Everything you need to know about a screening review

A screening job review also known as a first-cut job interview is an interview aimed at weeding out all applicants and leaving the ones that are best qualified for the job. Below we uncover what you should expect from a screening review and how to prep yourself.

Use of technology

More often than not, screening reviews are carried out via technology. Screening of applicants can be done over the phone, Skype, webcam, etc. Recruiters rely on technology because it’s a cost-cutting strategy that ensures that the applicants are not under-skilled or overpriced before the business invests a lot of time talking to them in the second interview. Live screening review s can still happen, and they typically take place at the employer’s office, job fairs or the independent career services.

The screener passes the qualified people to the final selections

The person carrying out the screening review is usually an employee at the human resource department or an independent recruiter. The person in charge of making the final selection is the one with the hiring authority. Most of the time, the hiring task is usually left to the department manager to whom the qualified candidates report.

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What you will be asked during the review

Screeners are not concerned with your thinking process or personality; they gather facts on your education, experience, skills and track record to ensure that you have the minimum qualifications for the job so you can be on the approved list and waved on to the next review level. You will be asked questions about your job history, salary requirements, job skills and queries about any inconsistencies in your resume such as job history gaps. Ensure that you keep your answers short and straightforward. Save any other information in regard to your personality and work ethics for the selection interview.

There are many job seekers and not enough jobs. As such, most companies typically get many resumes and a screening interview is one of the ways of getting the best suited candidate for the job. Knowing what to expect from a screening interview will help you prepare and get you to the next selection step.

What to do when you are overqualified for a job interview

You have been a duteous job seeker for a while now and finally, you have got a job offer that you could probably do with your eyes closed. But halfway through the job interview, the employer utters the one word you have been dreading-‘overqualified.’ Nonetheless, you really need this job. Here is what you should do if you are overqualified for a job.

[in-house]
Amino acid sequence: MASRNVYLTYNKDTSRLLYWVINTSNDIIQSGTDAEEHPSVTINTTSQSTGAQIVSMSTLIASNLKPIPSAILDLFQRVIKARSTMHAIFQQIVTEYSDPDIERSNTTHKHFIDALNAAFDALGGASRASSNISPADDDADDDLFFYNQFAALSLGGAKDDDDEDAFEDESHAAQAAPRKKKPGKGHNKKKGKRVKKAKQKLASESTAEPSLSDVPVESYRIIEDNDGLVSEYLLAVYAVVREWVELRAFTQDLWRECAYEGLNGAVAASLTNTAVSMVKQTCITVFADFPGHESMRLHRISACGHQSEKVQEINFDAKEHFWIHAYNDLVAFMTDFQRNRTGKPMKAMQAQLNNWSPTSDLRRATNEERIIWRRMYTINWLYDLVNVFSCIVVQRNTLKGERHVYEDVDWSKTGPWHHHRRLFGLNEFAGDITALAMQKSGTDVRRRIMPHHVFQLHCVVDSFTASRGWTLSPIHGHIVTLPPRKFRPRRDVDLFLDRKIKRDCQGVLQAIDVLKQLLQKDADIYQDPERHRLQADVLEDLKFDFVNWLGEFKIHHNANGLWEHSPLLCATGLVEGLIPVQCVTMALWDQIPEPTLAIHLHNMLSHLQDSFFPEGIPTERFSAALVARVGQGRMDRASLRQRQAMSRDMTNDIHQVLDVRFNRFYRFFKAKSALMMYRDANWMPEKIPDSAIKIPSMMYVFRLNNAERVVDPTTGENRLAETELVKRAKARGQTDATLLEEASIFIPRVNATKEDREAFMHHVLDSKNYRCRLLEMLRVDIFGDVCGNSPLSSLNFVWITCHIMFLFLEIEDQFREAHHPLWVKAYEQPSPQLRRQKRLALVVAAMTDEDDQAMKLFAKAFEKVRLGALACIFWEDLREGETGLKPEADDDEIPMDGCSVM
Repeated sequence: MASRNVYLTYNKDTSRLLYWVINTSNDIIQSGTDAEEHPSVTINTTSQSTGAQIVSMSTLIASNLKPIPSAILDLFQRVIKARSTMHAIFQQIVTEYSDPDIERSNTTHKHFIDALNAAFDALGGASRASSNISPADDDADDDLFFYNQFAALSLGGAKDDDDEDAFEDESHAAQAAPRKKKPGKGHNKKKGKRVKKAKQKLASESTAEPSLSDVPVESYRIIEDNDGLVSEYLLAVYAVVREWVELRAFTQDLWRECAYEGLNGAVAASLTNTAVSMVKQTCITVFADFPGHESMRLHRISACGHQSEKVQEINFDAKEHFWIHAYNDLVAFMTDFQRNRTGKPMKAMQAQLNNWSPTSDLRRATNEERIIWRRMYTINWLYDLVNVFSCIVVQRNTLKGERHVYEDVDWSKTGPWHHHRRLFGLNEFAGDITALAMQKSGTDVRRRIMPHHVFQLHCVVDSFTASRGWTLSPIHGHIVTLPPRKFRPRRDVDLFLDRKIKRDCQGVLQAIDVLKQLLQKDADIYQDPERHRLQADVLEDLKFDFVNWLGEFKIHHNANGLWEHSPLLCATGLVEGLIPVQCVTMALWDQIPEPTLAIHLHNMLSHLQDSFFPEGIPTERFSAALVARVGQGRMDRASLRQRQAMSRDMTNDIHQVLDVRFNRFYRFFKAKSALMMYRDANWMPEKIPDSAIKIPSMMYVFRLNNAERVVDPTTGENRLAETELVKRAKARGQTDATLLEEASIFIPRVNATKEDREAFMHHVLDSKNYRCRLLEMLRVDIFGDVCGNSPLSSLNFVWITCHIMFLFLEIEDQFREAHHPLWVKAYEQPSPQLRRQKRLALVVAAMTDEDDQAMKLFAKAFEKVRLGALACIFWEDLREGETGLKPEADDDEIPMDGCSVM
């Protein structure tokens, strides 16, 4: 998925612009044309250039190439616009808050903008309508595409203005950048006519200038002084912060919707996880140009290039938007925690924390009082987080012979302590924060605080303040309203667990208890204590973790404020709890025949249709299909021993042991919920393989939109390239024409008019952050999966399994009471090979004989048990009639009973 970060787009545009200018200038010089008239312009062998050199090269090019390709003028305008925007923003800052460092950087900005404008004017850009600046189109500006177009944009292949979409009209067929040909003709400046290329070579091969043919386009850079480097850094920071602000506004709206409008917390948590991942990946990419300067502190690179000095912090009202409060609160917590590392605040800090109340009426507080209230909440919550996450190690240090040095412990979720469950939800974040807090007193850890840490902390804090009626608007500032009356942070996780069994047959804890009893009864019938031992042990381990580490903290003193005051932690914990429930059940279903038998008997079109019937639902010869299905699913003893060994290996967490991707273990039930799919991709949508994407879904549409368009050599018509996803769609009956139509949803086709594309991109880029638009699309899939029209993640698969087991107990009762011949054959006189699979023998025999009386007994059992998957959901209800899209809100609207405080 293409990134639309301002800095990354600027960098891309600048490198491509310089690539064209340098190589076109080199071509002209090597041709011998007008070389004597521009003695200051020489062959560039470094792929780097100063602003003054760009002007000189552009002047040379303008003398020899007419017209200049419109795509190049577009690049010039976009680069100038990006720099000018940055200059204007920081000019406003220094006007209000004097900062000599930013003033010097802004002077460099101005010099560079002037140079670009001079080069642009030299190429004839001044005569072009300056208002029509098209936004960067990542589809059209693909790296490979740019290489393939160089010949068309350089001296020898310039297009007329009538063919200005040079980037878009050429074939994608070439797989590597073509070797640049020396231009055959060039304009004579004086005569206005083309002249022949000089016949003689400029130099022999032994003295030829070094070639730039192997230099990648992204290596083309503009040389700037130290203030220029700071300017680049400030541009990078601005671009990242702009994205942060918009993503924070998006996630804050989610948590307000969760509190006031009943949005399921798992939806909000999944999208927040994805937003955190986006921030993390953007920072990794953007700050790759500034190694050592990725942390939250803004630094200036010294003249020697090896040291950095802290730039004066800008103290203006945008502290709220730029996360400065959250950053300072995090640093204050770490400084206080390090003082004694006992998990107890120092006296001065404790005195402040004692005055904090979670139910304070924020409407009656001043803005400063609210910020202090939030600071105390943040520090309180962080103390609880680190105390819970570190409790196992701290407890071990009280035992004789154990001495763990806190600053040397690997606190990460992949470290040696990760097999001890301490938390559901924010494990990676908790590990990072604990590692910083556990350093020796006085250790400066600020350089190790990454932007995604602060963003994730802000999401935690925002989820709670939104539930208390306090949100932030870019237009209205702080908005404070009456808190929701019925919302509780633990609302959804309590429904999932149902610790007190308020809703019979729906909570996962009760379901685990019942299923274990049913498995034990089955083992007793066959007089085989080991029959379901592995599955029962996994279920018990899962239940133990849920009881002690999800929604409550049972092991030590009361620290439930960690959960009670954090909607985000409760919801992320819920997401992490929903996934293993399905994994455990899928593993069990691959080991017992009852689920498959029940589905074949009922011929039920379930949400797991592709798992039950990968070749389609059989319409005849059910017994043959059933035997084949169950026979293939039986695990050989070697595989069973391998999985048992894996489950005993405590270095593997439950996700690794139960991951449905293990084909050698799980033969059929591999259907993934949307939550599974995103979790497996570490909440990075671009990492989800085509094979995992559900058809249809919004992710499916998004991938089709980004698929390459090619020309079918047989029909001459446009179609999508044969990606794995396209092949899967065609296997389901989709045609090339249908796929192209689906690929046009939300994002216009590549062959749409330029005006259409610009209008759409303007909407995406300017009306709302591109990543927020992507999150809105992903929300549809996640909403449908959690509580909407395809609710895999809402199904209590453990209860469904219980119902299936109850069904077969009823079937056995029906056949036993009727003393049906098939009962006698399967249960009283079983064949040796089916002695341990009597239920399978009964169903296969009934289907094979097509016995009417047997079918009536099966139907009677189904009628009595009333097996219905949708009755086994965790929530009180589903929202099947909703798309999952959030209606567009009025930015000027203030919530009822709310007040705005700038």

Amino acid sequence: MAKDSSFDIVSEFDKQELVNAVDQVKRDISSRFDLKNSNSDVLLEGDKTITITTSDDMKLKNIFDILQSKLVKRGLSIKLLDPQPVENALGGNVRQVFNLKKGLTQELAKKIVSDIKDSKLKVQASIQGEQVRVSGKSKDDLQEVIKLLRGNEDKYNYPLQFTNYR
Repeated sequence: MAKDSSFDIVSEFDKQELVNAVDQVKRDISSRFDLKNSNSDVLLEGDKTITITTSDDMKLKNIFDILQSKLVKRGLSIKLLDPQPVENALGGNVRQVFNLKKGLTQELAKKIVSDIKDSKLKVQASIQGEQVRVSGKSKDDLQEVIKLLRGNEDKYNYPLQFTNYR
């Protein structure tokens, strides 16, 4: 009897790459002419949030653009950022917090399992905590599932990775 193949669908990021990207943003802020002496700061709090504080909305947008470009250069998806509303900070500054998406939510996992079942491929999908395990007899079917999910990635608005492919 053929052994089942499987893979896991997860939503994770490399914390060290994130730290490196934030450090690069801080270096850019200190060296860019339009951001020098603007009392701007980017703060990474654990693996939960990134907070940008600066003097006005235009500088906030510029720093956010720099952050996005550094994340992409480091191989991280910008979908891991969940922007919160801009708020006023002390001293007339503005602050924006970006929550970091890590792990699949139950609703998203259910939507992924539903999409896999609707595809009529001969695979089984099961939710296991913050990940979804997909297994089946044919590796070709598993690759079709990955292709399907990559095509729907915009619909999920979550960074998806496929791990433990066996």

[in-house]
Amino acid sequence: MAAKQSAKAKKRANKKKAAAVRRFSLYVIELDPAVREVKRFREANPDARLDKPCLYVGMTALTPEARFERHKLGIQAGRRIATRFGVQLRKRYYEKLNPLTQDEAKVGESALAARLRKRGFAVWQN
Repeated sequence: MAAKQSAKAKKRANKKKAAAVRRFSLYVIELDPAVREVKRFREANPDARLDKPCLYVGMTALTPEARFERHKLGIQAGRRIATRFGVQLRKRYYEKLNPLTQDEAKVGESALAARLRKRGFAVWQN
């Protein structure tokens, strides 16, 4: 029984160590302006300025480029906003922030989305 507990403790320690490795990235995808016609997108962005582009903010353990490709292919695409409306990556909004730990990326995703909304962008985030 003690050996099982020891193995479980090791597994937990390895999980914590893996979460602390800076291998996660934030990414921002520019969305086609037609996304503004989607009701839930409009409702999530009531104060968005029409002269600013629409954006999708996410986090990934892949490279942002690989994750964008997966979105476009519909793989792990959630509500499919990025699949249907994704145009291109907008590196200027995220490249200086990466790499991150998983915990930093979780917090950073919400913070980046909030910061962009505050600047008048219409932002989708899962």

Be honest

At some point, your interviewer will notice that you are overqualified for the position and there is nothing wrong in stating so. If you don’t mention it, the hiring manager will. So ensure you have an answer ready when you are asked the question. Maybe your new position will give you a more flexible schedule so you can have a better life-work balance or maybe it’s a job within a company that you have always dreamed of working for. Whatever the reason, be honest about your intentions.

Focus on how you can help the company

The massive amounts of skills you have garnered over the years in the workforce can either help you or hurt you during a job interview. It’s up to you to showcase your skills and then explain how they will be beneficial to the company. Maybe you helped your company achieve a merger with huge cooperation or you helped salvage your company from bankruptcy. Research the needs of your prospective company and show how your expertise can meet these needs.

Modify your resume

Most people tweak their resumes, so they can look more qualified than they actually are. In your case, you are already qualified so you need to trim down some of your qualifications and previous experiences so you can appear qualified for the job, not overqualified.

Make a commitment

The biggest fear most potential employers face is that if they hire an overqualified person he or she could bolt immediately they spot a more suiting offer, or they could get bored with their job, causing the company to start the hiring process all over again. This is obviously time-consuming and wasteful in terms of resources. Ensure you don’t plan on leaving or you can sign a contract confirming that you will work for them for at least 12-18 months.

Presently, there are very few job offers and very many job seekers. This has caused employers to shy away from hiring overqualified people for writing reviews, for example, and hold out for the ideal candidates instead. In spite of your massive work experience, you can don’t have to give up on your dream job just yet. Being tactful during your interviews is a step in the right direction.